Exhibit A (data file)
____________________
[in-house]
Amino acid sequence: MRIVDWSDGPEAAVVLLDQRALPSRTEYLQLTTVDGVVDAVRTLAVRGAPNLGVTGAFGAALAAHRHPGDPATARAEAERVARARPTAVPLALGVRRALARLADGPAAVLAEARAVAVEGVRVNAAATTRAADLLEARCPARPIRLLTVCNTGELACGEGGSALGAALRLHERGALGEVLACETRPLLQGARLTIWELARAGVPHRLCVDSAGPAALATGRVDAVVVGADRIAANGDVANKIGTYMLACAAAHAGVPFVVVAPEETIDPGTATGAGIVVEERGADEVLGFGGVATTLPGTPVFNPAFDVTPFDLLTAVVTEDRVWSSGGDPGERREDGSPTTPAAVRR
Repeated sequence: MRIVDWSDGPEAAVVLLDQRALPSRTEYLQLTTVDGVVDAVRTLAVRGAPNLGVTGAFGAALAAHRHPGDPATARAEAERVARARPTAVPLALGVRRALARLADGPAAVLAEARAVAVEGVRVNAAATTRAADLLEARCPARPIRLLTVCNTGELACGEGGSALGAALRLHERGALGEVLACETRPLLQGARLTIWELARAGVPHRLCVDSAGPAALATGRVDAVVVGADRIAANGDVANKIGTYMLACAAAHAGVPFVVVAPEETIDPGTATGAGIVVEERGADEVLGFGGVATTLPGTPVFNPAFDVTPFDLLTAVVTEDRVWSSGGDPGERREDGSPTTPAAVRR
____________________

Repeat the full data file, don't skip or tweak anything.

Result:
[in-house]
Amino acid sequence: MRIVDWSDGPEAAVVLLDQRALPSRTEYLQLTTVDGVVDAVRTLAVRGAPNLGVTGAFGAALAAHRHPGDPATARAEAERVARARPTAVPLALGVRRALARLADGPAAVLAEARAVAVEGVRVNAAATTRAADLLEARCPARPIRLLTVCNTGELACGEGGSALGAALRLHERGALGEVLACETRPLLQGARLTIWELARAGVPHRLCVDSAGPAALATGRVDAVVVGADRIAANGDVANKIGTYMLACAAAHAGVPFVVVAPEETIDPGTATGAGIVVEERGADEVLGFGGVATTLPGTPVFNPAFDVTPFDLLTAVVTEDRVWSSGGDPGERREDGSPTTPAAVRR
Repeated sequence: MRIVDWSDGPEAAVVLLDQRALPSRTEYLQLTTVDGVVDAVRTLAVRGAPNLGVTGAFGAALAAHRHPGDPATARAEAERVARARPTAVPLALGVRRALARLADGPAAVLAEARAVAVEGVRVNAAATTRAADLLEARCPARPIRLLTVCNTGELACGEGGSALGAALRLHERGALGEVLACETRPLLQGARLTIWELARAGVPHRLCVDSAGPAALATGRVDAVVVGADRIAANGDVANKIGTYMLACAAAHAGVPFVVVAPEETIDPGTATGAGIVVEERGADEVLGFGGVATTLPGTPVFNPAFDVTPFDLLTAVVTEDRVWSSGGDPGERREDGSPTTPAAVRR